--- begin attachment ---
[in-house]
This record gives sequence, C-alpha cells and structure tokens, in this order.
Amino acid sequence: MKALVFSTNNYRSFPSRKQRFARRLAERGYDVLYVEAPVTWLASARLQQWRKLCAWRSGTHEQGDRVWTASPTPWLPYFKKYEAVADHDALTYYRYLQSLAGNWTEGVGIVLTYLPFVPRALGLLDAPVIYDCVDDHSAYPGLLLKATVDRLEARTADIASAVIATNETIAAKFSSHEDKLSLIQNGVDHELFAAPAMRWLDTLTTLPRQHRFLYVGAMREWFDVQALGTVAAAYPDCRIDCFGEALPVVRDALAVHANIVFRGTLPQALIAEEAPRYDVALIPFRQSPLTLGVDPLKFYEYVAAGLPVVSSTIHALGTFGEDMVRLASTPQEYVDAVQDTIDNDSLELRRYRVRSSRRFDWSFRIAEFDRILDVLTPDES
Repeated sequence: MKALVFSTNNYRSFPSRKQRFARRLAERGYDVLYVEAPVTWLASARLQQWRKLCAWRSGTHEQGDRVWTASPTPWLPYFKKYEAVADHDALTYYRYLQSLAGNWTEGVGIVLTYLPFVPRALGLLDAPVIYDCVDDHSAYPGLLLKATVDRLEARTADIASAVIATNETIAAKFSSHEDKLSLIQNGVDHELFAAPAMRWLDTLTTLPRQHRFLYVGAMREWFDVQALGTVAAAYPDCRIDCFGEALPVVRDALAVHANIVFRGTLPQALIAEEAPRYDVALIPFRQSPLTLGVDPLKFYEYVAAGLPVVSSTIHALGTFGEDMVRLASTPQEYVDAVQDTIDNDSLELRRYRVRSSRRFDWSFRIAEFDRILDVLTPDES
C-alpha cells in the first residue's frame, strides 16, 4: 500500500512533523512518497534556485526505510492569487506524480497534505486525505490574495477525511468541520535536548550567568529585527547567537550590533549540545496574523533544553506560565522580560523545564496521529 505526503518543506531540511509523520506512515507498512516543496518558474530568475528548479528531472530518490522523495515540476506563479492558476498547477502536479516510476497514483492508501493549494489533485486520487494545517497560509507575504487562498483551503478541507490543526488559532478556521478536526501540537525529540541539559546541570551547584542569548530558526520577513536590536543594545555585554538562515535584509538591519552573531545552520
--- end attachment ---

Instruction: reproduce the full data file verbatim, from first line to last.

[in-house]
This record gives sequence, C-alpha cells and structure tokens, in this order.
Amino acid sequence: MKALVFSTNNYRSFPSRKQRFARRLAERGYDVLYVEAPVTWLASARLQQWRKLCAWRSGTHEQGDRVWTASPTPWLPYFKKYEAVADHDALTYYRYLQSLAGNWTEGVGIVLTYLPFVPRALGLLDAPVIYDCVDDHSAYPGLLLKATVDRLEARTADIASAVIATNETIAAKFSSHEDKLSLIQNGVDHELFAAPAMRWLDTLTTLPRQHRFLYVGAMREWFDVQALGTVAAAYPDCRIDCFGEALPVVRDALAVHANIVFRGTLPQALIAEEAPRYDVALIPFRQSPLTLGVDPLKFYEYVAAGLPVVSSTIHALGTFGEDMVRLASTPQEYVDAVQDTIDNDSLELRRYRVRSSRRFDWSFRIAEFDRILDVLTPDES
Repeated sequence: MKALVFSTNNYRSFPSRKQRFARRLAERGYDVLYVEAPVTWLASARLQQWRKLCAWRSGTHEQGDRVWTASPTPWLPYFKKYEAVADHDALTYYRYLQSLAGNWTEGVGIVLTYLPFVPRALGLLDAPVIYDCVDDHSAYPGLLLKATVDRLEARTADIASAVIATNETIAAKFSSHEDKLSLIQNGVDHELFAAPAMRWLDTLTTLPRQHRFLYVGAMREWFDVQALGTVAAAYPDCRIDCFGEALPVVRDALAVHANIVFRGTLPQALIAEEAPRYDVALIPFRQSPLTLGVDPLKFYEYVAAGLPVVSSTIHALGTFGEDMVRLASTPQEYVDAVQDTIDNDSLELRRYRVRSSRRFDWSFRIAEFDRILDVLTPDES
C-alpha cells in the first residue's frame, strides 16, 4: 500500500512533523512518497534556485526505510492569487506524480497534505486525505490574495477525511468541520535536548550567568529585527547567537550590533549540545496574523533544553506560565522580560523545564496521529 505526503518543506531540511509523520506512515507498512516543496518558474530568475528548479528531472530518490522523495515540476506563479492558476498547477502536479516510476497514483492508501493549494489533485486520487494545517497560509507575504487562498483551503478541507490543526488559532478556521478536526501540537525529540541539559546541570551547584542569548530558526520577513536590536543594545555585554538562515535584509538591519552573531545552520